By NICO SCAVELLA
Tribune Staff Reporter
THE COURT of Appeal has ordered a man previously convicted for killing another man during a Junkanoo practice approximately five years ago be retried in the Supreme Court "as speedily as practicable."
Court of Appeal President Dame Anita Allen, along with fellow Justices Jon Isaacs and Roy Jones, set aside Bruce Colebrooke's 45-year sentence concerning the October 3, 2012 murder of Obayomi Sargent, and ordered a retrial of the same.
This, the appellate judges ruled, was due to the trial judge's decision to allow a Crown witness to "testify while completely screened from herself and the jury," and because that decision was not in accordance with the procedure outlined in the Criminal Evidence (Witness Anonymity) Act, 2011.
According to the ruling, on the day in question three friends: Dwight Griffen, Darvin Dean and the deceased were in the process of leaving a Junkanoo practice at Christie Park, Nassau Street, when one of them noticed two men were following them.
Griffen also noticed a man standing in the road on a cell phone, however, that man walked off into a shortcut leading from the Base Road area as they approached their car, the ruling said. Nonetheless, Griffen conveyed his suspicions about the men to Dean that someone was plotting something.
By this time, the ruling said, the two men who were following them were standing across the road from them behind a parked, silver Sentra. Griffen's back was facing them but he spun around just in time to see one of the men come across the street about 15 feet from the trio, pull up his shirt, pull out a gun.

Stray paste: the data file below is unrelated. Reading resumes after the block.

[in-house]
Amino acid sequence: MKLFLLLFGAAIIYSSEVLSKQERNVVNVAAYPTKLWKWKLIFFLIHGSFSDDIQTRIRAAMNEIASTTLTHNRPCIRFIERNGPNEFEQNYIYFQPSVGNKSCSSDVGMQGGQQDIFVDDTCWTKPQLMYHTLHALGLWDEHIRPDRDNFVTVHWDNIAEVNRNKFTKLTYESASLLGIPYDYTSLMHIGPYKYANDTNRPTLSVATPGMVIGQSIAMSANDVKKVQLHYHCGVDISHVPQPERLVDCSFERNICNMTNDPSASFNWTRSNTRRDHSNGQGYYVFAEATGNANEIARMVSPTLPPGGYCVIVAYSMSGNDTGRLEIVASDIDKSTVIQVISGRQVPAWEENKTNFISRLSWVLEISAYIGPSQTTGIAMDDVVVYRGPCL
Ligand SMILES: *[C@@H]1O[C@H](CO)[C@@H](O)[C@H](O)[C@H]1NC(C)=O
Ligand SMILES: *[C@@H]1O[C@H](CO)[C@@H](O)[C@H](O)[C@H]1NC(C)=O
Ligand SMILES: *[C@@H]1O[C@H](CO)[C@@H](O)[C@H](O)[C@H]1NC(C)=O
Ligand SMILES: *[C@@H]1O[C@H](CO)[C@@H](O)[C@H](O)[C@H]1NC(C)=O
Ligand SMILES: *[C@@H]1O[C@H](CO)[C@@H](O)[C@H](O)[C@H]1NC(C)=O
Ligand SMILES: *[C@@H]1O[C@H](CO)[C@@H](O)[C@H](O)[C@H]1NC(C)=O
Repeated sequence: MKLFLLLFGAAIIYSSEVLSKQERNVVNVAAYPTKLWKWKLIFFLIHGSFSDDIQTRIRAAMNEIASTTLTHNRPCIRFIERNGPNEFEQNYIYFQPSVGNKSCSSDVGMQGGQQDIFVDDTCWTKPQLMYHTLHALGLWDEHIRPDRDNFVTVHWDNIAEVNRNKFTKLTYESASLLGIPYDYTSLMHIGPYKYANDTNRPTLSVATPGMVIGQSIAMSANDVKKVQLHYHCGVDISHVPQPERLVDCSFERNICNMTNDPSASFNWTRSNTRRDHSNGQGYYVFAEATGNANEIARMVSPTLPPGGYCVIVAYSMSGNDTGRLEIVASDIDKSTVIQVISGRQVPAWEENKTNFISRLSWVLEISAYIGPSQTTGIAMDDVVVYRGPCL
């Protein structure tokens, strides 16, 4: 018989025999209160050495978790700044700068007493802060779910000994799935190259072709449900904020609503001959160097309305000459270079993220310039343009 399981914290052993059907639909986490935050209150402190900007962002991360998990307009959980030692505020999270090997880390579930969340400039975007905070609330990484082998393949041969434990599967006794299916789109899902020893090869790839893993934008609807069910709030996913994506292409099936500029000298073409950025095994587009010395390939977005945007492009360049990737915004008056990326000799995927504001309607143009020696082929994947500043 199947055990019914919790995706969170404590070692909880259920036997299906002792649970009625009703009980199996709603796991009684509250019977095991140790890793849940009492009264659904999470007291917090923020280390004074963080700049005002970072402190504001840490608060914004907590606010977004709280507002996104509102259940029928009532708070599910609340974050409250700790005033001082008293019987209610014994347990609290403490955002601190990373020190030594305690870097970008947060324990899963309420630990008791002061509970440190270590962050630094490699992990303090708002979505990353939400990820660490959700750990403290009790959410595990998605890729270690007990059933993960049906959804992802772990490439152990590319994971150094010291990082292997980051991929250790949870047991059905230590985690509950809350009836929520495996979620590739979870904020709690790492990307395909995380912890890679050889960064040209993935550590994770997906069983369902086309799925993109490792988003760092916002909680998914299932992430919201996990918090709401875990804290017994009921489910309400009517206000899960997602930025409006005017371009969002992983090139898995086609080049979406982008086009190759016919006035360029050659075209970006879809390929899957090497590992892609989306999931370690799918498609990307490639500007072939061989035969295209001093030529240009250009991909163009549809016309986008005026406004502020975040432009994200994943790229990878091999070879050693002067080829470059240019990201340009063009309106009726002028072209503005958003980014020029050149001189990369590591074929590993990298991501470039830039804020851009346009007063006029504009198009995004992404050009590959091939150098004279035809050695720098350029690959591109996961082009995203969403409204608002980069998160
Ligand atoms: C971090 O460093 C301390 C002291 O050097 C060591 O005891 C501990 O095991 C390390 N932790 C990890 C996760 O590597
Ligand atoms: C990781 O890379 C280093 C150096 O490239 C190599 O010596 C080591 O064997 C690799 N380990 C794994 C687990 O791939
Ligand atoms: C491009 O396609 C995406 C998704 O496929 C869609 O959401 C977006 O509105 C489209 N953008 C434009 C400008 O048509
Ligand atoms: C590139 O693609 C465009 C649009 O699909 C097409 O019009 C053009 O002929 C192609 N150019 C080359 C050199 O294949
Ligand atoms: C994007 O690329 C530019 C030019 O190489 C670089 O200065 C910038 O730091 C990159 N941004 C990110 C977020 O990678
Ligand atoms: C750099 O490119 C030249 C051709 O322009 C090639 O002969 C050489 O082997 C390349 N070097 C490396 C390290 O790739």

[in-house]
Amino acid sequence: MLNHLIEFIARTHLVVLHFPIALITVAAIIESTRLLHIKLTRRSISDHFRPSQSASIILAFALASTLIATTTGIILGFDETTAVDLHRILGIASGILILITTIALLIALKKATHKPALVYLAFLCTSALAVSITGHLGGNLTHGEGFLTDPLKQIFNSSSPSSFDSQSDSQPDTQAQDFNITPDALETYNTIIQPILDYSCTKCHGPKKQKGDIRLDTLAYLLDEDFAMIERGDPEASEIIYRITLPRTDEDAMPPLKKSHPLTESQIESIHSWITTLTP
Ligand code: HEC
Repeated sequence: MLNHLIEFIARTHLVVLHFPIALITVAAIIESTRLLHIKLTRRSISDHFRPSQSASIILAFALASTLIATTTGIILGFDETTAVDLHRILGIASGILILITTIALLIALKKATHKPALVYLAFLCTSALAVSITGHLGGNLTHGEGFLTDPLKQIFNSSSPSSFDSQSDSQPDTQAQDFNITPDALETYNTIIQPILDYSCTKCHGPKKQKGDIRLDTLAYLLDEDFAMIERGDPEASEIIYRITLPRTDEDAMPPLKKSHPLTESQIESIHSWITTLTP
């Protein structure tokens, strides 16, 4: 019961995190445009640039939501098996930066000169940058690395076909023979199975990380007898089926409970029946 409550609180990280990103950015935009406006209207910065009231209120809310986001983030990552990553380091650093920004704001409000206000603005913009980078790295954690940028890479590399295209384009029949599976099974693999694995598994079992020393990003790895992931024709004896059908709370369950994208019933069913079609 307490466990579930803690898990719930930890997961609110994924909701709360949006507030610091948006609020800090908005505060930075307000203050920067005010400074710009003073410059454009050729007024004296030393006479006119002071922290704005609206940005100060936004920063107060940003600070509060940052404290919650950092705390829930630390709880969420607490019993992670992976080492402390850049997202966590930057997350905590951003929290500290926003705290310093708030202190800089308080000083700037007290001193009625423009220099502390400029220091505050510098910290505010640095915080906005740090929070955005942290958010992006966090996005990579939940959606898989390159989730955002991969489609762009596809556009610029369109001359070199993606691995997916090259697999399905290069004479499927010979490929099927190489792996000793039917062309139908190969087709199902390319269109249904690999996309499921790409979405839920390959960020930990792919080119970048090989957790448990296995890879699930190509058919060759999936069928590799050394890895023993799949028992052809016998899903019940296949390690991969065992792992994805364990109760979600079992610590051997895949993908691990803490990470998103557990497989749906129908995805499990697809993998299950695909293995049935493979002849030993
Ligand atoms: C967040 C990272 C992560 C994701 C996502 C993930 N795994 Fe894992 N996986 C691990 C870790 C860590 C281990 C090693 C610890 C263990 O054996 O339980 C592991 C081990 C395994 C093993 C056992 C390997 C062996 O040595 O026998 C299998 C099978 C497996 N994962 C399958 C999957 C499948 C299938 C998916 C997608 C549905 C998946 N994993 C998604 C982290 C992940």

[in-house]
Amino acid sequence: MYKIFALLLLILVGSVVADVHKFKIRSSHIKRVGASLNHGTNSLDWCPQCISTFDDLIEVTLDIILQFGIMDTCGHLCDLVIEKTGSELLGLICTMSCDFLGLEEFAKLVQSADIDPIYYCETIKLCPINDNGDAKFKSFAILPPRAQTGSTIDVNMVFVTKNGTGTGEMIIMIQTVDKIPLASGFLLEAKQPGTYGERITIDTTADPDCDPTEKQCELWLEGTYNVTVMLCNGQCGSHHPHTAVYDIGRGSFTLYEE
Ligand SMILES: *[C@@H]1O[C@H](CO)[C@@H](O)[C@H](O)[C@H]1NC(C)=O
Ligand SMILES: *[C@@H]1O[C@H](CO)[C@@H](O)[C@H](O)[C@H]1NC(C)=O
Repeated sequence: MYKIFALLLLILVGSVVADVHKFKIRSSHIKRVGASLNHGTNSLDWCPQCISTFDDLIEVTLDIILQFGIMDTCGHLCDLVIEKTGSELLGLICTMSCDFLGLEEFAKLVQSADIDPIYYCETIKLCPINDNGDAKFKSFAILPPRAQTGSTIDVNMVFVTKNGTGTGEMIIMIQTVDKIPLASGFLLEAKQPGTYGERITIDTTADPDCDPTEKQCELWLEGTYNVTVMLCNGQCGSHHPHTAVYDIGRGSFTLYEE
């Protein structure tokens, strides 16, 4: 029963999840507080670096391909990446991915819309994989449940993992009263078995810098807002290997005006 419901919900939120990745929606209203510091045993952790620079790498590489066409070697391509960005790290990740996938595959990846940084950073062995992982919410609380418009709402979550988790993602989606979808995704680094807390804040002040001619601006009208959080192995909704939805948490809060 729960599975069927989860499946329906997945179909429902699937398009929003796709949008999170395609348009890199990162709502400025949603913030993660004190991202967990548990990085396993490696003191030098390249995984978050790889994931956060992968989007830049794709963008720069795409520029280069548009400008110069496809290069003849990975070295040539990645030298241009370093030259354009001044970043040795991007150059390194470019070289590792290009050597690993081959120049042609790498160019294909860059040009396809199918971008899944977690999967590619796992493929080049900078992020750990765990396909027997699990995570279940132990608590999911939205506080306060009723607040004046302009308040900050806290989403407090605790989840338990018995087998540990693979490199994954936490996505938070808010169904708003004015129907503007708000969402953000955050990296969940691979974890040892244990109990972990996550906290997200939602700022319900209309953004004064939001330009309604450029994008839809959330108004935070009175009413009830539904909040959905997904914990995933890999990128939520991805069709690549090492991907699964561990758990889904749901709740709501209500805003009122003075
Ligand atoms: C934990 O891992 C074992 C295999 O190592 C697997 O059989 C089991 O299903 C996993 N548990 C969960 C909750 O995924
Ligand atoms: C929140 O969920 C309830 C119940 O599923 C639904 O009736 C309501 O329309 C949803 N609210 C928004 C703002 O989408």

The man fired a shot, prompting the trio to run. According to the ruling, Griffen said as everyone ran he heard three more shots.
When people returned to the area of the shooting, they found Obayomi on the ground suffering from apparent gunshot injuries. He died at the scene.
According to the ruling, Colebrooke was arrested on September 10, 2013 when he, accompanied by family members and his attorney Keod Smith, turned himself in to police headquarters on East Street. During an interview later on in the day, Colebrooke denied shooting Obayomi and stated that during the time of the shooting he was at home.
Days later on September 11, Colebrooke participated in an identification parade which was attended by Griffen and an anonymous Crown witness named "Alpha." The parade consisted of eight people, with Colebrooke taking up position number three.
Griffen came in, saw the line up, and identified the alleged shooter as occupying position number three. Colebrooke was subsequently invited to take another position in the line up - position number one. Nonetheless, Alpha was brought into the room and identified the alleged shooter as occupying position number one.
Colebrooke was subsequently charged with Obayomi's murder and tried before Justice Indra Charles and a jury. However, before the trial began in earnest, Colebrooke's attorney raised an issue of witness "Alpha" being able to give evidence anonymously.